This is demonstrated in the heat loss comparison chart. With the conventional method, when compared with the Isokorb type AXT, the reduction so significant that the solution is certified as suitable for Passive House design, meeting the most stringent energy standards.

Other functional advantages

Wrapped components are similar in principle to an insulated flat roof, with many of the associated problems. They are prone to damage and almost inevitable repair and maintenance outlay. Particularly where railings or covers pierce the insulating layer. With thermally separated parapets however, railings and covers can be attached directly into the concrete. A significant point too, is that because there is no thermal insulation on the internal surface, useable terrace area is released which can enhance the value of the property.  There are a number of other functional advantages when incorporating the Isokorb type AXT and in addition it permits a more sophisticated construction opportunity for greater freedom of design.

Other key factors are that there is no risk of any additional thermal bridging through balustrade fixings and the AXT solution is both durable and water impermeable. Therefore, it does not require maintenance and there is no risk of expensive restoration due to waterproofing problems.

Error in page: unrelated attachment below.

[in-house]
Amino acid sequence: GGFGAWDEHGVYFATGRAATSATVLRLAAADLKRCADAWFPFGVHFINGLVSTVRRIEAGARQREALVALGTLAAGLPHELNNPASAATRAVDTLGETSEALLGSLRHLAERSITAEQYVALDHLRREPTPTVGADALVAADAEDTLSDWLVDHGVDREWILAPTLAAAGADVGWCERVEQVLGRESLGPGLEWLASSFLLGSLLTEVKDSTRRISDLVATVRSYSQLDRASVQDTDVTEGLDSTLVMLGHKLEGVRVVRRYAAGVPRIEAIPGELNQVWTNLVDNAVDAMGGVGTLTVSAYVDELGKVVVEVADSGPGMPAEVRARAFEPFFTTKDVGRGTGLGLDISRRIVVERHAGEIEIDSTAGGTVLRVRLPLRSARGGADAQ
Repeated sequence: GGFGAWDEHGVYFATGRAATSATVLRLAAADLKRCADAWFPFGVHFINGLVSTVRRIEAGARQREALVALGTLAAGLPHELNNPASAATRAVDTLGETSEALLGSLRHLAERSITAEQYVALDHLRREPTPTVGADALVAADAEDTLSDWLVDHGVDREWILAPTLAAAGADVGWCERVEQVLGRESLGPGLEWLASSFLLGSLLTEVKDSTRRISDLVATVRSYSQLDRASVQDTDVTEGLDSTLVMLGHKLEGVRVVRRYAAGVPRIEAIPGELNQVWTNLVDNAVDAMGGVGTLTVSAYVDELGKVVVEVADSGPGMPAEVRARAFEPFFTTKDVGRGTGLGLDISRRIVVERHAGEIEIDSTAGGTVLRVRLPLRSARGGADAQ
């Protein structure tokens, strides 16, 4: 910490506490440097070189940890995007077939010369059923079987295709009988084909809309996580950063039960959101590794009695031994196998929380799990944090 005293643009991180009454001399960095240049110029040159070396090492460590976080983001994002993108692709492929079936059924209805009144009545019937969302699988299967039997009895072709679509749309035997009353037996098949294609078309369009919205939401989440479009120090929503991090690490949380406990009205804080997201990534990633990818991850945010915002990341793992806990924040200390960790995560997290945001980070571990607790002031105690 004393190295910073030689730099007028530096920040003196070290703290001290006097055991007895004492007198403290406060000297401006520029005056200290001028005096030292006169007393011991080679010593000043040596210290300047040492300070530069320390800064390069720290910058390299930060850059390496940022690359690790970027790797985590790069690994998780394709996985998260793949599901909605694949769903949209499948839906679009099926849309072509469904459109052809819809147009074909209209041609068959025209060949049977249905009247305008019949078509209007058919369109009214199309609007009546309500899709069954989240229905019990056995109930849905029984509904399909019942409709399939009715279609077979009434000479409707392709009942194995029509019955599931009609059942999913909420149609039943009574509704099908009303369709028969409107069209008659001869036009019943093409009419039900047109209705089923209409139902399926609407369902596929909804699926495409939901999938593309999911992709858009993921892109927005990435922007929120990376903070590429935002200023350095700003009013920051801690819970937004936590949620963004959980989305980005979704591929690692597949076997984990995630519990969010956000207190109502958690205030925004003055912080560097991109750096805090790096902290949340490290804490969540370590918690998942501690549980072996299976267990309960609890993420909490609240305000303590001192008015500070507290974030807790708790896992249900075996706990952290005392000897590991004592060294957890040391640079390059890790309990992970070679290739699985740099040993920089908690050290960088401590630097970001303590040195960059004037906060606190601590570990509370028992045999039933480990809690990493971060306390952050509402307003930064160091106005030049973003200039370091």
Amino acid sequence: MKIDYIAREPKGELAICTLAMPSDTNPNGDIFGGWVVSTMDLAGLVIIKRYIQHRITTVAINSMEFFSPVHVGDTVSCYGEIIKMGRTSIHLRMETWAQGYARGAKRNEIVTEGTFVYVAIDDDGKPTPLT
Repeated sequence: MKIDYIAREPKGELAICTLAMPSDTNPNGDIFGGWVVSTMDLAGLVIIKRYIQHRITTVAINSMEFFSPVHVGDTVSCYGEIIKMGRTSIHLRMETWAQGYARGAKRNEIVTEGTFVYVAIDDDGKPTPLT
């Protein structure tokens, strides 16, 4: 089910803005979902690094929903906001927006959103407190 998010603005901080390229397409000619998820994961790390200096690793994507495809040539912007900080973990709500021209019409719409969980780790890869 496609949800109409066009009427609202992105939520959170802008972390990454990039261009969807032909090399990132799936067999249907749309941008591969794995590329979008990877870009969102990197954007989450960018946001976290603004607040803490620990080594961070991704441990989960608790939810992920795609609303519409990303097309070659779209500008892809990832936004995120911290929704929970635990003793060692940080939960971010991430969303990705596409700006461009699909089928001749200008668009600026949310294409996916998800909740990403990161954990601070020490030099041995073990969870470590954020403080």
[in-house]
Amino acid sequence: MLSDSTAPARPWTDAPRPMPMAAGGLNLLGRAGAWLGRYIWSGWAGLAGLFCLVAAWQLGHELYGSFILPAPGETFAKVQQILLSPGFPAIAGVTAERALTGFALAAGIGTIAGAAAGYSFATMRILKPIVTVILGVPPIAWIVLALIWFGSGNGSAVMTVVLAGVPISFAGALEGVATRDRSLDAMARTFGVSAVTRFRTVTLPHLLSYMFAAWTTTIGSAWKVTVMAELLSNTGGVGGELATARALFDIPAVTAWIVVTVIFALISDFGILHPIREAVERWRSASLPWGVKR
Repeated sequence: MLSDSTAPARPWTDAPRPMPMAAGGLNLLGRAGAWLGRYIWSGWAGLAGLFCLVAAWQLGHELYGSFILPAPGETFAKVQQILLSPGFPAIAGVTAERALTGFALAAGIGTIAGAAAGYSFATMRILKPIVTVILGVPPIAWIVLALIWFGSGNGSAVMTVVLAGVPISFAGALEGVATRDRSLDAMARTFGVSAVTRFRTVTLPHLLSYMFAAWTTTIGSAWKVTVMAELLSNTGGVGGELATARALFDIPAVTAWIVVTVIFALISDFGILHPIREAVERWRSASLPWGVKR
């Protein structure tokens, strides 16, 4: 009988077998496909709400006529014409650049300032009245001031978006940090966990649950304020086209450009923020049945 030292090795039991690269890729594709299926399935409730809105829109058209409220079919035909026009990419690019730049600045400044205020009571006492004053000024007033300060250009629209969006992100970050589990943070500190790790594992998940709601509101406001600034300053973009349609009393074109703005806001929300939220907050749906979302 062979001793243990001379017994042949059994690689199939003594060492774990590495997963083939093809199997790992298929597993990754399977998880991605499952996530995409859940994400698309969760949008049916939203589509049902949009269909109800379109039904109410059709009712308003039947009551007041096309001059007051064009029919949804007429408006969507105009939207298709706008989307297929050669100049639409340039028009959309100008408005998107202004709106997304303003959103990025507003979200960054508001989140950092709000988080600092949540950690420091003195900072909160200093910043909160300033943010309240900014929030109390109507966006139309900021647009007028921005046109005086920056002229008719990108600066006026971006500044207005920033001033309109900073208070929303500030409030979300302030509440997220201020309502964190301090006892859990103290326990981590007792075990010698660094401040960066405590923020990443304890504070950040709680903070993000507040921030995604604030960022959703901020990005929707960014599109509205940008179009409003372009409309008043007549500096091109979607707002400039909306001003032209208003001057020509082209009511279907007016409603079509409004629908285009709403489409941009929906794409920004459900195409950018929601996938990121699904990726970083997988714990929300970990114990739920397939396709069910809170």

Independent Cost Comparison

Recently, an independent cost comparison was undertaken, involving two 12.5m long parapet constructions. A conventional parapet construction detail and a second detail incorporating the Schöck Isokorb type AXT with a spacing of 1.25m. (See the detailing comparisons below). This demonstrated that in construction cost terms alone, depending on the structure, the Schöck alternative comfortably achieved savings of up to 10%. The reason for this is, the Isokorb AXT allows simplification of the formwork process, as well as the detailing of the rear of the parapet. In arriving at the financial comparisons, the independent surveyors priced each element with reference to Spon’s Architects and Builders Price Book. Appropriate adjustments were made for inner London costs and inflation at the time of publication.

The detailing is shown here:

Verifiable performance

For complete reassurance, the Isokorb type AXT is assessed as a ‘Certified Passive House Component’, provides BBA Certification, LABC Registration and NHBC approval and meets full compliance with the relevant UK building regulations. The temperature factor used to indicate condensation risk for occupants in residential or commercial buildings – the (fRsi) value that must be equal to, or greater than 0.75 or 0.50 respectively – is comfortably met by incorporating the Isokorb. In addition, there is also compliance with the Government Standard Assessment Procedure, SAP 2012, concerning CO2 emissions from buildings and respectively heat losses through non-repeating thermal bridges.

For a free copy of the new Schöck AXT Parapets Brochure – contact the company on 01865 290 890 or visit www.schoeck.co.uk